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What to Do When You Have a New Pain with Running

Updated: Apr 16

Have you started noticing pain or soreness during or after your runs?

It's normal and okay to feel soreness, discomfort, and occasionally a mild amount of pain with running.

At some point, most runners will experience soreness, tightness, or pain that's a frustrating complication to their running plan.

But the problem is that most runners don't have a solid system to navigate what to do when this happens.

Should you keep running through the soreness?

Take a day or two off? Slow your pace?

When do you get to the point where you need more guidance?

What about when you're training for a race or a competition and you can't afford to completely stop your training but you also don't want to make the pain worse?

You need a solid decision-making framework to help you understand what type of soreness you're experiencing and how to adjust your running plan so that it gets better and not worse.

Making the wrong decisions about running when you experience pain can make all the difference in your body's ability to recover or develop a more long-term issue.

We've worked with hundreds of Memphis runners, and one of the most valuable things we teach them is this framework for how to make smart decisions about their training plan when they experience pain.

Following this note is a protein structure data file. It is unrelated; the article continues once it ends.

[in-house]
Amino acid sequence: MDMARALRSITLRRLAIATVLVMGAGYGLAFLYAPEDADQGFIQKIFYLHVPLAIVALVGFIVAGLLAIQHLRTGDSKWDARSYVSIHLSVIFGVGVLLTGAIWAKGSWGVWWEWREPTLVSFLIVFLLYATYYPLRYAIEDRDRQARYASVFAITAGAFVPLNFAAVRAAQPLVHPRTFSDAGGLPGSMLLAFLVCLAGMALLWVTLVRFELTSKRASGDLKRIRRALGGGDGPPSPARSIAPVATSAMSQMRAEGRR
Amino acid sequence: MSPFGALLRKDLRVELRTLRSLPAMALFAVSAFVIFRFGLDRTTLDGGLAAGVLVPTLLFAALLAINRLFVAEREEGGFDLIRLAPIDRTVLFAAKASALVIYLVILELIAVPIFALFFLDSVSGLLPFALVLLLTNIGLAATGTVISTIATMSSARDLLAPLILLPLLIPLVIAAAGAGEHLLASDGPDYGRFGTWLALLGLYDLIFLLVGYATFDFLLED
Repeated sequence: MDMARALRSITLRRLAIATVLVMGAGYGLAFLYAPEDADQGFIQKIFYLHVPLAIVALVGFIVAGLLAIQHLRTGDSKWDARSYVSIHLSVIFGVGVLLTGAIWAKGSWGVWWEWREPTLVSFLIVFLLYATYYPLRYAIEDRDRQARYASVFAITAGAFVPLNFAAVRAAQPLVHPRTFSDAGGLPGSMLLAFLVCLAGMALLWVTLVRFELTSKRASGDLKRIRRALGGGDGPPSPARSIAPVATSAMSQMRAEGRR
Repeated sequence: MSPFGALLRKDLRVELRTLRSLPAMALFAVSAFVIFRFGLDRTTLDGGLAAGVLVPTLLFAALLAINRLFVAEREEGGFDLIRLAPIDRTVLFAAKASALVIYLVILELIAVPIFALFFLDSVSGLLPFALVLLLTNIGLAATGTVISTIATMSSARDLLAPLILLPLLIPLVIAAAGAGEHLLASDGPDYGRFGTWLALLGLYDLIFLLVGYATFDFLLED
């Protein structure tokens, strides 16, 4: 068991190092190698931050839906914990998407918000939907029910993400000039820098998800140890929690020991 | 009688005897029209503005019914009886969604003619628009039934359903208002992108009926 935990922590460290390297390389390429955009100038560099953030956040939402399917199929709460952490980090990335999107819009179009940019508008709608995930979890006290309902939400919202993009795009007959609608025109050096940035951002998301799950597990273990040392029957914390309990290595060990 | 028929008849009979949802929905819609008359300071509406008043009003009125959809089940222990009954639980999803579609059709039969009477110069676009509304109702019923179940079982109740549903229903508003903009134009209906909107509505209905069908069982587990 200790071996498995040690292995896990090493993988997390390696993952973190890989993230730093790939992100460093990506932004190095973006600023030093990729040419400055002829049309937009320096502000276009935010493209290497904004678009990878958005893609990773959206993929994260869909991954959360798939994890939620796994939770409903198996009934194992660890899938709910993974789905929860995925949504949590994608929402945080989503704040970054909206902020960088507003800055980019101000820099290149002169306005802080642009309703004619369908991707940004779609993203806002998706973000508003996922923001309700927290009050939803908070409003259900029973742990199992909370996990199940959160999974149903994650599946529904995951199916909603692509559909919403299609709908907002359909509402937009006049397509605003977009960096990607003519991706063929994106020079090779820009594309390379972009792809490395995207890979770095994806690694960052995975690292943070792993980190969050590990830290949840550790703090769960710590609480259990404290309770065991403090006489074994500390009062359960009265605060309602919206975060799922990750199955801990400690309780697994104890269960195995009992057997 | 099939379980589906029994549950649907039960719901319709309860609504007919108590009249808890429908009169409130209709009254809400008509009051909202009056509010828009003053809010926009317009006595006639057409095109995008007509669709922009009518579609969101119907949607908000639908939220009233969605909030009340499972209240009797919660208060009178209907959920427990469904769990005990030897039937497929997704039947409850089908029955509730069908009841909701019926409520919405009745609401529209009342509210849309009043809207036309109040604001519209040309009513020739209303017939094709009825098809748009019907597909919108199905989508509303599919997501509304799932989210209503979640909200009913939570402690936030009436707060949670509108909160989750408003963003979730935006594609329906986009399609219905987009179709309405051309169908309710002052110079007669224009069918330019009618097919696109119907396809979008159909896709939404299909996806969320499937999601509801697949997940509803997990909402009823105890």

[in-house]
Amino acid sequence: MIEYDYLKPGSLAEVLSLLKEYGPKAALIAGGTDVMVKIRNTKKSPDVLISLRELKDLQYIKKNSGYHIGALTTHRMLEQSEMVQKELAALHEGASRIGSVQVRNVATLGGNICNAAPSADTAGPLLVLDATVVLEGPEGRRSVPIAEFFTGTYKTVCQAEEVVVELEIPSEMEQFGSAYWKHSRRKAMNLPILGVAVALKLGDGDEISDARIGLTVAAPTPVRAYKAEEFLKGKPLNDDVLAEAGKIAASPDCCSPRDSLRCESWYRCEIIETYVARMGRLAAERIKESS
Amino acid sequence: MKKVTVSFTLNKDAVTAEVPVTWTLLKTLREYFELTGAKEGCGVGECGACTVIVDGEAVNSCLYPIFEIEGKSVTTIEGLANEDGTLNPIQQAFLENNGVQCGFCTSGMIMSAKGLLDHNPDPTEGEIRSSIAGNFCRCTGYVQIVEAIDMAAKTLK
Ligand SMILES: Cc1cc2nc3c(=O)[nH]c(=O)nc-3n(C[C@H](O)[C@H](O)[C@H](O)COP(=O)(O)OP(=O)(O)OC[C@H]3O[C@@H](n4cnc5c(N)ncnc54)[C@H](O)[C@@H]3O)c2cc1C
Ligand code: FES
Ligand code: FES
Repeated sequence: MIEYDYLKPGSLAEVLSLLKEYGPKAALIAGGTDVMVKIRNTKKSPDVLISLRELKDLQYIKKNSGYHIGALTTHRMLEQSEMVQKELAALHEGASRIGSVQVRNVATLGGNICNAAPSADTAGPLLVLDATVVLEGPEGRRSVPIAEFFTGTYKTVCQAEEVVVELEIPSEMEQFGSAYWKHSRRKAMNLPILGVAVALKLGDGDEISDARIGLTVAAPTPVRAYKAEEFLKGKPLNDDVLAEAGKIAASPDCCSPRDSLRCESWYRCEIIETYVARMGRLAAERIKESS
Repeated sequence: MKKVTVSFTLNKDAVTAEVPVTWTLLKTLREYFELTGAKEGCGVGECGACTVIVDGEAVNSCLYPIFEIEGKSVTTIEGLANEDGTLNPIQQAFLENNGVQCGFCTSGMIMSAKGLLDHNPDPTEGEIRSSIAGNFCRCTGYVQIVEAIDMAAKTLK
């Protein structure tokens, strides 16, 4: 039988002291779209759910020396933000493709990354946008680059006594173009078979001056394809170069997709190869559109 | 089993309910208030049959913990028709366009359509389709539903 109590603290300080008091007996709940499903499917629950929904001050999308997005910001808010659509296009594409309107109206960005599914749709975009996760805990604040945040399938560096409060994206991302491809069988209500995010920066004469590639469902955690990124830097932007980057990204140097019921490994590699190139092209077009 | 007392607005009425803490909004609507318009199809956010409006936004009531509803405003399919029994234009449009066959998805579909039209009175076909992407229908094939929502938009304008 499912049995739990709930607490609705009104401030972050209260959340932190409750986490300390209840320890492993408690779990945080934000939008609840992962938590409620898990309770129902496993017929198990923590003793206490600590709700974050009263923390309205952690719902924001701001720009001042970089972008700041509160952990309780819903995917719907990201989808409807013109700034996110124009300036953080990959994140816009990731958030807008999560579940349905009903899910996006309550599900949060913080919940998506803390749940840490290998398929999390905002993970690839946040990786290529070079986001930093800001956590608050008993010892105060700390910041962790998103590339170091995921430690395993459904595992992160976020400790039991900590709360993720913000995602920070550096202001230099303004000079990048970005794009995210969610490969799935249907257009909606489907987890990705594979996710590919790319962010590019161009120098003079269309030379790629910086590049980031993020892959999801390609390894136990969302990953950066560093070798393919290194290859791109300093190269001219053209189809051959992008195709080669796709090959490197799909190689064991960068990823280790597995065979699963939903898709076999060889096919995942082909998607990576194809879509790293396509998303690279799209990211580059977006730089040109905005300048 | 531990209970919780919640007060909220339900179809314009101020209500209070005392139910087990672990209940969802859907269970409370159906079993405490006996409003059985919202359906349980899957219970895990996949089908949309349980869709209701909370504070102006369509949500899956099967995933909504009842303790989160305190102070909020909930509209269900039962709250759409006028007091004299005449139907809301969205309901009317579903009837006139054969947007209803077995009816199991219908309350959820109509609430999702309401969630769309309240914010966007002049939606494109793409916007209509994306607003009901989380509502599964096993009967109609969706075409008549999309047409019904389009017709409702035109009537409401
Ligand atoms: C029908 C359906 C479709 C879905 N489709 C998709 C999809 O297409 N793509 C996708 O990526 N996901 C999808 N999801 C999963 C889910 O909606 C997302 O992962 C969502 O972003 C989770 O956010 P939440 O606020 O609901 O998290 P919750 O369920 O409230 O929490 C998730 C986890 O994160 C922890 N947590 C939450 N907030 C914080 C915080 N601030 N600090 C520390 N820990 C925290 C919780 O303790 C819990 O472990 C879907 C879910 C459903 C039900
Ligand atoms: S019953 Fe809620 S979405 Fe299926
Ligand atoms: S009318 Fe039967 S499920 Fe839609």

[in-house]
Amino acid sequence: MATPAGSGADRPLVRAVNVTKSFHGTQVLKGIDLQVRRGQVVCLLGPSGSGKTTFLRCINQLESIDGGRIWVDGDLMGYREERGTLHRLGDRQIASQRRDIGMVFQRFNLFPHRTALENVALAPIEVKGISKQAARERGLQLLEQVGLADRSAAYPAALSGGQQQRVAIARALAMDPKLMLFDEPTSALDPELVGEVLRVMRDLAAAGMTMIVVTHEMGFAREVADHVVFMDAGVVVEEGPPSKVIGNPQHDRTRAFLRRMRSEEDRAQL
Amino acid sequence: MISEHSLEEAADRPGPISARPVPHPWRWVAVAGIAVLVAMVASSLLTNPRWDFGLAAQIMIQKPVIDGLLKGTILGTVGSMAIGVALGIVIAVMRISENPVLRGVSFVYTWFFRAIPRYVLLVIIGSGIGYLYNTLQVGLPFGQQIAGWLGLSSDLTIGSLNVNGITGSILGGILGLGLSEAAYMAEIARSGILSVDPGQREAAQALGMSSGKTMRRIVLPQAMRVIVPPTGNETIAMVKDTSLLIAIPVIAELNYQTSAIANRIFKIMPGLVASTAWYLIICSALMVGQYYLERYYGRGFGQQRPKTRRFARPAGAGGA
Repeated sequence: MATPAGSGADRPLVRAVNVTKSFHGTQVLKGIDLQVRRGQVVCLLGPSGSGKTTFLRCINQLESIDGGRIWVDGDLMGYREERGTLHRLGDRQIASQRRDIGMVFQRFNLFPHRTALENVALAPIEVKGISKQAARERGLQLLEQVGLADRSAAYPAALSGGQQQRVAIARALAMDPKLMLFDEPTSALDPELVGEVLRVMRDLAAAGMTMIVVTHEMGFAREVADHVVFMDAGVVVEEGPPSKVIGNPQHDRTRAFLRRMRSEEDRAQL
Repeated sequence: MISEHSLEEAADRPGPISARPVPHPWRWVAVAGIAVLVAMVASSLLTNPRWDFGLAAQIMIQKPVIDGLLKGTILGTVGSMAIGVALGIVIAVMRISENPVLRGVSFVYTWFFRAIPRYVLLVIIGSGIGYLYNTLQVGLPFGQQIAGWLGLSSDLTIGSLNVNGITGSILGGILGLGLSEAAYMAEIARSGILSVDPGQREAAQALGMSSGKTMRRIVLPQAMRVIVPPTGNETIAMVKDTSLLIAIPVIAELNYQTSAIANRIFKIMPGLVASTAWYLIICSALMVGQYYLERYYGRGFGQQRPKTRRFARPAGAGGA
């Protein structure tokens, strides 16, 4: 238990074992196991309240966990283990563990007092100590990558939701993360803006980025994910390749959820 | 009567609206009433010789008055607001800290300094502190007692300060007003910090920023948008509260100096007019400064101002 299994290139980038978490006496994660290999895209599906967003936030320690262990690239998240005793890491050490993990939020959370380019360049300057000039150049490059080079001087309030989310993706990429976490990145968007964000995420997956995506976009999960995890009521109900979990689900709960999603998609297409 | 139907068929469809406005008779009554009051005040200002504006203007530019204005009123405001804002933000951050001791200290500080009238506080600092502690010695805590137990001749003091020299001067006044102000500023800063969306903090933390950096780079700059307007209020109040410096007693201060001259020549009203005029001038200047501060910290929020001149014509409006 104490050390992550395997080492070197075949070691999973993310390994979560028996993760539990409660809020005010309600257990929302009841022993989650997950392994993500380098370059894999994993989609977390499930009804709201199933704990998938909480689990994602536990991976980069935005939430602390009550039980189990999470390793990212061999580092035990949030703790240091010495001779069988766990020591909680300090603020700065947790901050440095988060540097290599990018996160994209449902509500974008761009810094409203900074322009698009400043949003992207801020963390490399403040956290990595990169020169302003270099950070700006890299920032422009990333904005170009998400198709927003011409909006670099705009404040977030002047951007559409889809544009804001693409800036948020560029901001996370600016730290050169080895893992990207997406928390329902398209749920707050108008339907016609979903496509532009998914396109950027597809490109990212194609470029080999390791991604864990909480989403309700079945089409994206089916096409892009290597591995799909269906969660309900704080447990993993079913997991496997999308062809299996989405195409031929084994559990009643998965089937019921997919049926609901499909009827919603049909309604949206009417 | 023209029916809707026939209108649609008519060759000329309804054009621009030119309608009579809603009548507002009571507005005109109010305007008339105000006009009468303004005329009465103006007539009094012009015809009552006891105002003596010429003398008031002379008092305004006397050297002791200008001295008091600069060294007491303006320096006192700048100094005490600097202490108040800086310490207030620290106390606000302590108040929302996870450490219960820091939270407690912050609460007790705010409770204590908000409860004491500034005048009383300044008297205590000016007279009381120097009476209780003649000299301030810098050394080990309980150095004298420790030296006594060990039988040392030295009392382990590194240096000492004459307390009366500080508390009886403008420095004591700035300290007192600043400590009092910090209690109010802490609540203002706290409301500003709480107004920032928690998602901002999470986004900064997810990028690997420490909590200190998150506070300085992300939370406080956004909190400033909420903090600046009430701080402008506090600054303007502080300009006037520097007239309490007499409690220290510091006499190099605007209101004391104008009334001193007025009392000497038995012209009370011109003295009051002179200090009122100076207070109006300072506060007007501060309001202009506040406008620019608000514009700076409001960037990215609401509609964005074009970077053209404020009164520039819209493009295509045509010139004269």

The Red, Yellow, Green Light Decision-Making System

How do I know what the different levels feel like?

First, let’s think about the pain you experience during your run.

Green zone type of pain is a 0-2/10 pain. It's one where you think to yourself, “I'm aware that my right knee feels different than my left knee”.

Yellow zone type of pain is 3-5/10. It's the pain where you think to yourself, “my right knee is in noticeable discomfort in comparison to my left knee”.

Red zone type of pain is 6 or greater/10. It's the pain that is sharp, shooting, burning. It may take your breath away. It may even alter your mechanics or the way you usually complete your run.

Next, let’s think about the pain consistency throughout your runs.

Was the pain a 1/10 at the start and then stayed a 1 throughout the run? Great! This is again in the green zone!

Did the pain start at a 1/10 but climbed to 3/10? That’s okay, you're still in the yellow zone.

Was the pain initially a 1/10 but then ballooned up to 6-7/10 during the run. That's now a red zone type of pain. You need to change something. Try slowing your pace or walking for a few minutes and see if it comes back down and stays down.

Finally, monitor your pain and soreness following your runs.

Do you have no pain or soreness after your run? Great, you're in the green zone, have fun!

Do you have pain or soreness for less than 24 hours after the run? You're okay! You're in the yellow zone... stay where you are for a week or two to allow your body to strengthen and adapt until you can do this same run in the green zone.

Do you have pain or soreness that last longer than 24 hours? You're in the red zone and have done a little bit too much. We need to reassess and adjust your current level of running.